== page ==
Another $1 million has been granted for research in 1999.

Also known as an intravenous membrane oxygenator (IMO), the IMO is intended for patients with acute respiratory distress syndrome, pneumonia and chronic lung disease, organ transplant patients and patients in intensive care units.

The defense department has an interest in the development of an easily and rapidly inserted artificial lung for battlefield use in treating wounded soldiers and combat personnel exposed to chemical agents that damage the lungs, according to Hattler, professor of surgery and the inventor of the IMO.

The device is inserted through a peripheral vein into the patient's vena cava, a large vein which carries blood back to the heart. The objective of the IMO is to oxygenate the blood before it gets to the patient's lungs, allowing the lungs to rest and hea l as the patient recovers from his injury.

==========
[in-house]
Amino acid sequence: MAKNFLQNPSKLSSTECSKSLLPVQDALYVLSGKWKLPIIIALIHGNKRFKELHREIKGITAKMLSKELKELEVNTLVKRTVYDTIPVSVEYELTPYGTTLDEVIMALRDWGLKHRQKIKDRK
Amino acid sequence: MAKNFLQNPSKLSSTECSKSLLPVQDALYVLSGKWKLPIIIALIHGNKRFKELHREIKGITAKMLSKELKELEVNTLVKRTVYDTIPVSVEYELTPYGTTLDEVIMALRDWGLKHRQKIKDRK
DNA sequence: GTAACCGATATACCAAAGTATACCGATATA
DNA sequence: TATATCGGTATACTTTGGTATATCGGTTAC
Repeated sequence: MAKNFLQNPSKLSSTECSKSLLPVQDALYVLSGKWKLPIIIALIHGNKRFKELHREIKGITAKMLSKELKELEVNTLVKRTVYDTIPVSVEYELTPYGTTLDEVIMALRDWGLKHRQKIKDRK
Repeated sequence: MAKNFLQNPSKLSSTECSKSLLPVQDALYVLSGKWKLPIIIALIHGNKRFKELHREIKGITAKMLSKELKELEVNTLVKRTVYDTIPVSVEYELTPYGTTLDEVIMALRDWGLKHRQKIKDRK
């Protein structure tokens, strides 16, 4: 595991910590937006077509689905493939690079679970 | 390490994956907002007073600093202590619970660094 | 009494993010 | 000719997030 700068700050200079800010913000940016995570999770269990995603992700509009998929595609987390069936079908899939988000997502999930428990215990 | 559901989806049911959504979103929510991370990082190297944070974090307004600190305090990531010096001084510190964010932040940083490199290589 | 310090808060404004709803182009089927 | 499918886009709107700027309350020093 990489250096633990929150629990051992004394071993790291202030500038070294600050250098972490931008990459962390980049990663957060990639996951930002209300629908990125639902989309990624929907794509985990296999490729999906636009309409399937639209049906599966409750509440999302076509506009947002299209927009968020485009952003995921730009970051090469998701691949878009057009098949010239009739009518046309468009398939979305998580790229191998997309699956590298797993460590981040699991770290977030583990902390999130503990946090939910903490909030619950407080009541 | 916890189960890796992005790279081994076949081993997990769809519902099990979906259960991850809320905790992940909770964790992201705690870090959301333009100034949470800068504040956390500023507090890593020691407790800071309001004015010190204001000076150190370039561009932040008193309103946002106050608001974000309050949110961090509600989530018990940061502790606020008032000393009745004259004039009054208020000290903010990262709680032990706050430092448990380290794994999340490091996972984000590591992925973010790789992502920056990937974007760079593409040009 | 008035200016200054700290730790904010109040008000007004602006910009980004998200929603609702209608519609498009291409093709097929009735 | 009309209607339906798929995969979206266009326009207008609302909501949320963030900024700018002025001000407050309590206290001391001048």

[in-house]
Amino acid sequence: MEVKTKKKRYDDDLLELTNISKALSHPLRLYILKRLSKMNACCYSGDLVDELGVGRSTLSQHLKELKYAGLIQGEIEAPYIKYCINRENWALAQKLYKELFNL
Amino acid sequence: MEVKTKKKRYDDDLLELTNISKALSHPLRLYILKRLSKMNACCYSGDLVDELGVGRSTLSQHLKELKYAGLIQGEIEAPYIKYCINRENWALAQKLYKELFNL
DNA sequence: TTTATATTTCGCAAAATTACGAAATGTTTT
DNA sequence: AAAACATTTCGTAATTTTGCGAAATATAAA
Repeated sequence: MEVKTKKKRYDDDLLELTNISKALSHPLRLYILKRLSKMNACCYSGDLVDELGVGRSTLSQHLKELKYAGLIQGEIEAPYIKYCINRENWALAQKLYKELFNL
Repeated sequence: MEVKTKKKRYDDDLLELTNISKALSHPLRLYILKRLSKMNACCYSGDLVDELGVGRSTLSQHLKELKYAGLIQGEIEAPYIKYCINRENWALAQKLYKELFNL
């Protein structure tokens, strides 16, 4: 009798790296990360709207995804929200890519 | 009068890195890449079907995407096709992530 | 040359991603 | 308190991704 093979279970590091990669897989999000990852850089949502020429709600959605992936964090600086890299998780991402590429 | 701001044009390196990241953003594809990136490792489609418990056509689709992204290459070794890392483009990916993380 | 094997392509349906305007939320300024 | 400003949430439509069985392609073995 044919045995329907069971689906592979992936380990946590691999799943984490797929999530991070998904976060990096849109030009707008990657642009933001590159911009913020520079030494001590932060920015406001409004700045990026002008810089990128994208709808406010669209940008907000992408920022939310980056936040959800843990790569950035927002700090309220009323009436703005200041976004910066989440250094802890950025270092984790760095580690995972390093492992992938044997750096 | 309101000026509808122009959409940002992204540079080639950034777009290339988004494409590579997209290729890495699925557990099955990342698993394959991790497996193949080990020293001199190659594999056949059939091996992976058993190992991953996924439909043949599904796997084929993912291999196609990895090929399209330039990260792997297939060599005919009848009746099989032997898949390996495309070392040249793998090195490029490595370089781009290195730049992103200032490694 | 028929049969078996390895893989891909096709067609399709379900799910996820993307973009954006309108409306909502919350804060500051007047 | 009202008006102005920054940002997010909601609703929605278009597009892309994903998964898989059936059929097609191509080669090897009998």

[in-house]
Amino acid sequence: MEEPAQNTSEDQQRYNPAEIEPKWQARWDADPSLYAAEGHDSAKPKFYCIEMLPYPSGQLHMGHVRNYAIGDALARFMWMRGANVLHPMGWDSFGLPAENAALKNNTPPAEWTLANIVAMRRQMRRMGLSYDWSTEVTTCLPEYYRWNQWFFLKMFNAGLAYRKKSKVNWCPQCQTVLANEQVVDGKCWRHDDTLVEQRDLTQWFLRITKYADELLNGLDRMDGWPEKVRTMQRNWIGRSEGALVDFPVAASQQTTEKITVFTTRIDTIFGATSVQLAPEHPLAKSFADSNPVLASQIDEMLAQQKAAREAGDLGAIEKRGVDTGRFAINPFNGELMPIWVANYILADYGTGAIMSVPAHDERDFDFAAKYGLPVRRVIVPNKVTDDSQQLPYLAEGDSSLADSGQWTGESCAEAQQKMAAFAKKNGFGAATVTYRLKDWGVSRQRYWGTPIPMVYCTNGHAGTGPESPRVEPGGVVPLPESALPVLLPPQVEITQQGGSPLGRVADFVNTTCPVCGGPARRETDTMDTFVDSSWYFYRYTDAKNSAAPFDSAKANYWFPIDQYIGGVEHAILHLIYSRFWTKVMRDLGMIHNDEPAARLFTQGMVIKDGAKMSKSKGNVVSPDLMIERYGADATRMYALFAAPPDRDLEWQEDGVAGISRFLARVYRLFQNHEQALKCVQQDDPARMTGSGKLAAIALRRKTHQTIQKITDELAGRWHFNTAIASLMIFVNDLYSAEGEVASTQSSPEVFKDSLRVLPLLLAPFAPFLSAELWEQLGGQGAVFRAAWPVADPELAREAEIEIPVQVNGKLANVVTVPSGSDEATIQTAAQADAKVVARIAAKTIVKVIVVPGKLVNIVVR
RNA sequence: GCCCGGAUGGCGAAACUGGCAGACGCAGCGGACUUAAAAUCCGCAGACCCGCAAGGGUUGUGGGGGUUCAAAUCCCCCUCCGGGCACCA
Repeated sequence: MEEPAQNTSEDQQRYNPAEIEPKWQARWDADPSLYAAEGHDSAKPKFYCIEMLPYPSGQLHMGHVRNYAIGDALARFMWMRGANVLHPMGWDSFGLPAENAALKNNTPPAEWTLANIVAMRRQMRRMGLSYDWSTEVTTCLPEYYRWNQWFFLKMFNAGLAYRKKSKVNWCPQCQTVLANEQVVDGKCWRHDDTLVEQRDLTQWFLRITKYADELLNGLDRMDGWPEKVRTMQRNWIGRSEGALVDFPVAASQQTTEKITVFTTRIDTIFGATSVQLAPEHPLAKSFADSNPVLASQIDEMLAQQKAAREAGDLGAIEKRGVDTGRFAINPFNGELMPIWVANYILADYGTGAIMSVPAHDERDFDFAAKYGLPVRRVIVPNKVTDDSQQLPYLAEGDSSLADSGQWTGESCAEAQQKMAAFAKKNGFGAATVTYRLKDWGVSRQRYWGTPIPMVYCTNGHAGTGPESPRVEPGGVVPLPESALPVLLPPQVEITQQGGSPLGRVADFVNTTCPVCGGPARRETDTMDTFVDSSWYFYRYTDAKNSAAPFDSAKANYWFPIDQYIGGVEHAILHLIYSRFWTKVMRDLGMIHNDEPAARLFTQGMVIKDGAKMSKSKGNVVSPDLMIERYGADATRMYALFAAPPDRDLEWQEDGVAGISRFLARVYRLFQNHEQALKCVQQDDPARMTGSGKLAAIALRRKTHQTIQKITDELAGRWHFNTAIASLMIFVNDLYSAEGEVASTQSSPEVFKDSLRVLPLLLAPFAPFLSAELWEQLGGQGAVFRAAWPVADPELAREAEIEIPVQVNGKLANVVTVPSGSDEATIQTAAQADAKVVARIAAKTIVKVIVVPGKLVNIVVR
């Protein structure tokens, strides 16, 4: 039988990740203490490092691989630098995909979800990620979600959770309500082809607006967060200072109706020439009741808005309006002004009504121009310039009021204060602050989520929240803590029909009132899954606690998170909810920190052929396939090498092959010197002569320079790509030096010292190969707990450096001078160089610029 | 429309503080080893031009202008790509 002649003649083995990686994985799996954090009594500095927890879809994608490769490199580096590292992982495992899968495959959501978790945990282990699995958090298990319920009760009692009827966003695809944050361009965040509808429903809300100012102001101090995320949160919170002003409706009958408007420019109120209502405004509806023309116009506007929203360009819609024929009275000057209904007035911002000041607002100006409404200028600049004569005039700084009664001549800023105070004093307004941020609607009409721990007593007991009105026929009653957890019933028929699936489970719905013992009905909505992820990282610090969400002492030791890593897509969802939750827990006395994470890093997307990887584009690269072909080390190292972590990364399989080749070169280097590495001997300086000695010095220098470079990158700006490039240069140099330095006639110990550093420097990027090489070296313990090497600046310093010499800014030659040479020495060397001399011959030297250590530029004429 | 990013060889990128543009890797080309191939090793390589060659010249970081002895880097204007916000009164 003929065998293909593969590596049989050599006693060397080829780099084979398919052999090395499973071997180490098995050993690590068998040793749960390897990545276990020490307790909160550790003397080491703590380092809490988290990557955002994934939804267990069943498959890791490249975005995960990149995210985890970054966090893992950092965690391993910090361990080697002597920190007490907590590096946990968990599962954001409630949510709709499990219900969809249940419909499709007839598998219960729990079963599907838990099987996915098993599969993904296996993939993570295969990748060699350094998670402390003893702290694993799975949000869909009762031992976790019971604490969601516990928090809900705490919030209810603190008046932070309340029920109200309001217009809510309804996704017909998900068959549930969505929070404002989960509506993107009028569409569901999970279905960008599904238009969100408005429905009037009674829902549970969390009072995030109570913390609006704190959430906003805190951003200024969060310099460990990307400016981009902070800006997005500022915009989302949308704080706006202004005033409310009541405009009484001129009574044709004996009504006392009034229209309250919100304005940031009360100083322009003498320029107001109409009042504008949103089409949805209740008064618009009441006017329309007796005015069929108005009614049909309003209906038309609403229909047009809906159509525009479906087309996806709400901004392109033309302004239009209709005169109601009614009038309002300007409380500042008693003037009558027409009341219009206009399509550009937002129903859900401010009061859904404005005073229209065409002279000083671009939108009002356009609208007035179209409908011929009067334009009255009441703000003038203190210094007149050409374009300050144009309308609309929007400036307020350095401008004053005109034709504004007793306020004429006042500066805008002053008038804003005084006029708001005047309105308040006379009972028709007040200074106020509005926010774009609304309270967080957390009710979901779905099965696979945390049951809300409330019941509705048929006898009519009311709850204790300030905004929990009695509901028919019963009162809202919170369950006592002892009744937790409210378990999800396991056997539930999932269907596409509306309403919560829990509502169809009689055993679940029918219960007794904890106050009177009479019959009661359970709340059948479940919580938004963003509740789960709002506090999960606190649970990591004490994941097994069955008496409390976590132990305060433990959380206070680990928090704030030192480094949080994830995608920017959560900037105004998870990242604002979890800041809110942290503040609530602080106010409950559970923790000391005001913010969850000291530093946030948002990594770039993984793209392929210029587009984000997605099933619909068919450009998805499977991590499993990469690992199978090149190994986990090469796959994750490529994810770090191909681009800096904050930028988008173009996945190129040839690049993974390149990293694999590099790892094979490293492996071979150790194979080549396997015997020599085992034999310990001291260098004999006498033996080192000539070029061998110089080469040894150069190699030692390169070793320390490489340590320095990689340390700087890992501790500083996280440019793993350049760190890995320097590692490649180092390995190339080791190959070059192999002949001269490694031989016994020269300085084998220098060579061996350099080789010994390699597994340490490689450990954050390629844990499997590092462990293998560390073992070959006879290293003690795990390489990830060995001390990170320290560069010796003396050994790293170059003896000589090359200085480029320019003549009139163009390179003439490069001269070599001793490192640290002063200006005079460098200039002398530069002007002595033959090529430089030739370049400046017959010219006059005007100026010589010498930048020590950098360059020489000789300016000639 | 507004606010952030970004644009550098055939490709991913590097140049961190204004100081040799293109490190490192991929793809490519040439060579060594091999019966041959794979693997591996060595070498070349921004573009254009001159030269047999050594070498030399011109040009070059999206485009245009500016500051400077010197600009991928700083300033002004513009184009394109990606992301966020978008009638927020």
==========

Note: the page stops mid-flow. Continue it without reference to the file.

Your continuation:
"The lungs would then add whatever help they can. It will be used for patients who have a chance to reverse their respiratory problems," Hattler said. "Because prolonged use of respirators could eventually cause damage to the patient's lung over a period of days or weeks, the artificial lung may eventually replace existing mechanical ventilation in patients with respiratory failure.

"This will be good news to the approximately 240,000 patients annually who have acute respiratory problems with the need for prolonged use of ventilators," he said.

Hattler's patented device consists of about 1,000 hollow fiber membranes that have tiny pores. Oxygen enters these membranes through an external tube and flows through the fibers under vacuum pressure. Oxygen within each fiber diffuses through the tiny po res in the fiber wall into the blood and is exchanged for carbon dioxide, which diffuses into the fibers and exits the device through a second tube.


Study indicates most effective treatment for elderly who are depressed